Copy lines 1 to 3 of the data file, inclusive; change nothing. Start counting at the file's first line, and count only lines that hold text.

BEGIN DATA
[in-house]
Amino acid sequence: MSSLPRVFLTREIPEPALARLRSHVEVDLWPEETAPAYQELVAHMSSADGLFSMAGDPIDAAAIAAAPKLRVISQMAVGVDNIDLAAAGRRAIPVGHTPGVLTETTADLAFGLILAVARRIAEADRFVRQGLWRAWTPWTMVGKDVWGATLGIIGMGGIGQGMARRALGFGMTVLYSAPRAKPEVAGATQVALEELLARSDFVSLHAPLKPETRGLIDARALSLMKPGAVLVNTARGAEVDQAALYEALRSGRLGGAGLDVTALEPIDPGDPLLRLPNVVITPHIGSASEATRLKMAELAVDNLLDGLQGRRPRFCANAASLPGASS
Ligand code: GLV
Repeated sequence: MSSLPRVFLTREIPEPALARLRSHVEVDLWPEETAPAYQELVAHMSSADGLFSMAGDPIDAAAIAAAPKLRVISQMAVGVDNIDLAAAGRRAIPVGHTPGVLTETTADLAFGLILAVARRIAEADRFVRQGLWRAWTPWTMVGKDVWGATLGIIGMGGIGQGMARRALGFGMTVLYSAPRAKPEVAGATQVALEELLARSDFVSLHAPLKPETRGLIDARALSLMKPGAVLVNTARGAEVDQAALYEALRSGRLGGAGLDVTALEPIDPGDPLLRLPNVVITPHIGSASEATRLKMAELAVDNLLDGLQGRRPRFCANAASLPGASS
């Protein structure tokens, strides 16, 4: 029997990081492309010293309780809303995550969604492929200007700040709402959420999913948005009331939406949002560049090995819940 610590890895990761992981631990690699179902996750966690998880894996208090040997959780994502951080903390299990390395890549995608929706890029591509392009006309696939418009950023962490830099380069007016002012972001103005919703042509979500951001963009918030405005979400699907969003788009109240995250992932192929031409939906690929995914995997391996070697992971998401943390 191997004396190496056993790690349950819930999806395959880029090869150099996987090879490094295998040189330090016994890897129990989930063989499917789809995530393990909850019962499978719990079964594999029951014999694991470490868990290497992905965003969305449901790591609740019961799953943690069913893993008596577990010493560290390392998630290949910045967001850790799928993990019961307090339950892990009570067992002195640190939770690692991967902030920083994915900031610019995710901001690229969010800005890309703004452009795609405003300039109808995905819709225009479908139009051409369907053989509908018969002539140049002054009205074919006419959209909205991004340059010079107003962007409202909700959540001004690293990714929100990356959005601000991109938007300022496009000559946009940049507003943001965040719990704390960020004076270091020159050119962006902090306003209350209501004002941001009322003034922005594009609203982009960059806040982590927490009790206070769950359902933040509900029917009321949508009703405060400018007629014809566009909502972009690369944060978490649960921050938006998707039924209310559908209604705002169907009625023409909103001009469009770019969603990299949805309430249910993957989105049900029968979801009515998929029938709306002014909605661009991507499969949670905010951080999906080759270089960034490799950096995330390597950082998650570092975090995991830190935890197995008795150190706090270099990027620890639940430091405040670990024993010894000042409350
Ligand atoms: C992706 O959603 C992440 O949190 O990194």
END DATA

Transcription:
[in-house]
Amino acid sequence: MSSLPRVFLTREIPEPALARLRSHVEVDLWPEETAPAYQELVAHMSSADGLFSMAGDPIDAAAIAAAPKLRVISQMAVGVDNIDLAAAGRRAIPVGHTPGVLTETTADLAFGLILAVARRIAEADRFVRQGLWRAWTPWTMVGKDVWGATLGIIGMGGIGQGMARRALGFGMTVLYSAPRAKPEVAGATQVALEELLARSDFVSLHAPLKPETRGLIDARALSLMKPGAVLVNTARGAEVDQAALYEALRSGRLGGAGLDVTALEPIDPGDPLLRLPNVVITPHIGSASEATRLKMAELAVDNLLDGLQGRRPRFCANAASLPGASS
Ligand code: GLV